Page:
Conventional ROM Testing Methods vs. AmniSure®

Testing for premature rupture of membranes (PROM) during pregnancy dates back to the 1940s. Amino-dye infusion testing, a current gold standard, is highly invasive, expensive and requires specialized expertise and equipment to administer. Conventional ROM testing methods, such as nitrazine pH, pooling, and ferning, offer fewer barriers to deployment. In recent years tests based on biomarkers have been introduced into the market.

Pooling Testing

Pooling entails the visualization of an amniotic pool in the posterior fornix of the vagina. This procedure requires a sterile speculum exam to observe the vaginal cavity, is subjective and fluids such as urine and semen can be mistaken for amniotic fluid and vice versa. Because 40-47% of ROM cases do not have visual leakage of amniotic fluid form the cervical os, other diagnostic tests may be necessary for an accurate diagnosis.

Fern Testing

The Fern test for ROM diagnosis is a microscopic observation of a dried vaginal specimen to determine the presence of a fern-like pattern, or crystallization, known to be indicative of amniotic fluid.

A speculum exam is required to collect the sample, and a microscope is required to observe the sample. False positives may result from contamination of the microscope slide with fingerprints, semen, or cervical mucus. False negative results may be caused by dry swabs, or interference by either blood or other cervicovaginal discharge. False positive and false negative results can be experienced in 5-30% and 12.9% of cases, respectively. A practical limitation of the fern test may be the lack of certified personnel available to read the microscope slides.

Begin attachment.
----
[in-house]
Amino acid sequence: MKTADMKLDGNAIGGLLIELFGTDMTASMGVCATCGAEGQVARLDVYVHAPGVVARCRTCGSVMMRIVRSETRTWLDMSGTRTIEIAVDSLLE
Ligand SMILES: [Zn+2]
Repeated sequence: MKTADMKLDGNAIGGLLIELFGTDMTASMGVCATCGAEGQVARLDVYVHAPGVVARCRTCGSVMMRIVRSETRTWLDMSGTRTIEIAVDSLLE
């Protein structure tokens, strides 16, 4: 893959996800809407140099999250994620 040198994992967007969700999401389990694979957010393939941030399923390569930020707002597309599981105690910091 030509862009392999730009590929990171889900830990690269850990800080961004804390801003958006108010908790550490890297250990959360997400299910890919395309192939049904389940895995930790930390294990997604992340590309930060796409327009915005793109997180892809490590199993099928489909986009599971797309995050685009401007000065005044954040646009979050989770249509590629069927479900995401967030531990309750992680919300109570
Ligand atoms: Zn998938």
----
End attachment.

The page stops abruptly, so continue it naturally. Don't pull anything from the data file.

The strength of the fern test is that it is able to differentiate between amniotic and non-amniotic fluid in vaginal discharge, however, when it was comparatively investigated in laboring and non-laboring patients there were noted differences in sensitivity and specificity. Sensitivity and specificity in the laboring group were 98.0% and 88.0%. In the non-laboring group, sensitivity and specificity were only 51.4% and 70.8%, respectively. .

Nitrazine Testing

Typically, cericovational fluid will have a pH of between 4.5 and 5.5. Amniotic fluid is far more alkaline — as a result, abnormal pH levels can be an indicator of PROM. The nitrazine test for ROM during pregnancy offers increased sensitivity when compared to ferning. It can also be useful for detecting PROM in the ~47%1 of cases where amniotic pooling is not visible during a speculum examination.

However, nitrazine testing suffers from a high degree of subjectivity when interpreting results. Many substances can interfere with the test including bacterial vaginosis or Trichomonas, alkaline urine, blood, semen, or antiseptics, potentially leading to false diagnoses and unnecessary interventions. In certain investigations of nitrazine testing, specificity has been reported to be as low as 16%2. A speculum exam is also required to perform the test. False-positive results of the nitrazine test may be caused by cervicitis, vaginitis. False positive and false negative results of the nitrazine test are up to 17.4% and 12.9%, respectively with sensitivity of 90.7% and specificity of 77.2%.

  • Neil PRL, Wallace EM. Is AmniSure® useful in the management of women with prelabour rupture of the membranes? Australian and New Zealand Journal of Obstetrics and Gynaecology 2010.
  • Erdemoglu E, Mungan T. Significance of detecting insulin-like growth factor binding protein-1 in cervicovaginal secretions: comparison with nitrazine test and amniotic fluid volume assessment. Acta. Obstet. Gynecol. Scand. 2004;83:622–6.

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